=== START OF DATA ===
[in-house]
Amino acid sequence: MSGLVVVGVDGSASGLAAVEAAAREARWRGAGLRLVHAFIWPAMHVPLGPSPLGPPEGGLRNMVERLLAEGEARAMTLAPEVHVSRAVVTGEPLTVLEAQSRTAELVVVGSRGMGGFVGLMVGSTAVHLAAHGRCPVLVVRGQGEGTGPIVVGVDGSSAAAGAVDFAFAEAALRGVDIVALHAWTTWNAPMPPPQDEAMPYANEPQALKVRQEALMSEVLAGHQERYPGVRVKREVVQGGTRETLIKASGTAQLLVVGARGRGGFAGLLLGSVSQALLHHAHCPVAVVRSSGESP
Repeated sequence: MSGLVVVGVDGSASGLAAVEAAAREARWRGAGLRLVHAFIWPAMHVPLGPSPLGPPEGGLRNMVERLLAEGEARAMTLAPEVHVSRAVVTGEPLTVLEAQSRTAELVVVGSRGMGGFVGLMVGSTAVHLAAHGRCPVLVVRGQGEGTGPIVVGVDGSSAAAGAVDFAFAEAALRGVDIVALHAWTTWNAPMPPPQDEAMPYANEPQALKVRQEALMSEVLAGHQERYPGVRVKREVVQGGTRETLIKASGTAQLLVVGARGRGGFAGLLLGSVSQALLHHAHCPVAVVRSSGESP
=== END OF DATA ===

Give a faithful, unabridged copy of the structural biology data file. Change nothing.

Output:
[in-house]
Amino acid sequence: MSGLVVVGVDGSASGLAAVEAAAREARWRGAGLRLVHAFIWPAMHVPLGPSPLGPPEGGLRNMVERLLAEGEARAMTLAPEVHVSRAVVTGEPLTVLEAQSRTAELVVVGSRGMGGFVGLMVGSTAVHLAAHGRCPVLVVRGQGEGTGPIVVGVDGSSAAAGAVDFAFAEAALRGVDIVALHAWTTWNAPMPPPQDEAMPYANEPQALKVRQEALMSEVLAGHQERYPGVRVKREVVQGGTRETLIKASGTAQLLVVGARGRGGFAGLLLGSVSQALLHHAHCPVAVVRSSGESP
Repeated sequence: MSGLVVVGVDGSASGLAAVEAAAREARWRGAGLRLVHAFIWPAMHVPLGPSPLGPPEGGLRNMVERLLAEGEARAMTLAPEVHVSRAVVTGEPLTVLEAQSRTAELVVVGSRGMGGFVGLMVGSTAVHLAAHGRCPVLVVRGQGEGTGPIVVGVDGSSAAAGAVDFAFAEAALRGVDIVALHAWTTWNAPMPPPQDEAMPYANEPQALKVRQEALMSEVLAGHQERYPGVRVKREVVQGGTRETLIKASGTAQLLVVGARGRGGFAGLLLGSVSQALLHHAHCPVAVVRSSGESP